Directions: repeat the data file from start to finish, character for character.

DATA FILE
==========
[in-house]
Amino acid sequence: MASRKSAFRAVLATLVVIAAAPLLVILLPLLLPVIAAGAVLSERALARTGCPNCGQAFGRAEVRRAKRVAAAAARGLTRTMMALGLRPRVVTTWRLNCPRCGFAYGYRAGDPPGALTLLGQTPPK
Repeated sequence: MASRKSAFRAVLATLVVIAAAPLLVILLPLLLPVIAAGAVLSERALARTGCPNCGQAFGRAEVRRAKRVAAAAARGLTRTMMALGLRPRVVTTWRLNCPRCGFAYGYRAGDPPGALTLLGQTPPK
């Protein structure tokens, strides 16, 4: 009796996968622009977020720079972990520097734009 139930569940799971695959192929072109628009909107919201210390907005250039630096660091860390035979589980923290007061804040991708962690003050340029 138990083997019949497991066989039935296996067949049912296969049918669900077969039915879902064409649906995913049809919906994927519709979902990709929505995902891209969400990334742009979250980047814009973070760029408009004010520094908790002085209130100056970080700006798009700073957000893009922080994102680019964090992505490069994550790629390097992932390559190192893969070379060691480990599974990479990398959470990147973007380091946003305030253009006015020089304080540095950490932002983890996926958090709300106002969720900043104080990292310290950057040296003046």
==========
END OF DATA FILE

[in-house]
Amino acid sequence: MASRKSAFRAVLATLVVIAAAPLLVILLPLLLPVIAAGAVLSERALARTGCPNCGQAFGRAEVRRAKRVAAAAARGLTRTMMALGLRPRVVTTWRLNCPRCGFAYGYRAGDPPGALTLLGQTPPK
Repeated sequence: MASRKSAFRAVLATLVVIAAAPLLVILLPLLLPVIAAGAVLSERALARTGCPNCGQAFGRAEVRRAKRVAAAAARGLTRTMMALGLRPRVVTTWRLNCPRCGFAYGYRAGDPPGALTLLGQTPPK
């Protein structure tokens, strides 16, 4: 009796996968622009977020720079972990520097734009 139930569940799971695959192929072109628009909107919201210390907005250039630096660091860390035979589980923290007061804040991708962690003050340029 138990083997019949497991066989039935296996067949049912296969049918669900077969039915879902064409649906995913049809919906994927519709979902990709929505995902891209969400990334742009979250980047814009973070760029408009004010520094908790002085209130100056970080700006798009700073957000893009922080994102680019964090992505490069994550790629390097992932390559190192893969070379060691480990599974990479990398959470990147973007380091946003305030253009006015020089304080540095950490932002983890996926958090709300106002969720900043104080990292310290950057040296003046």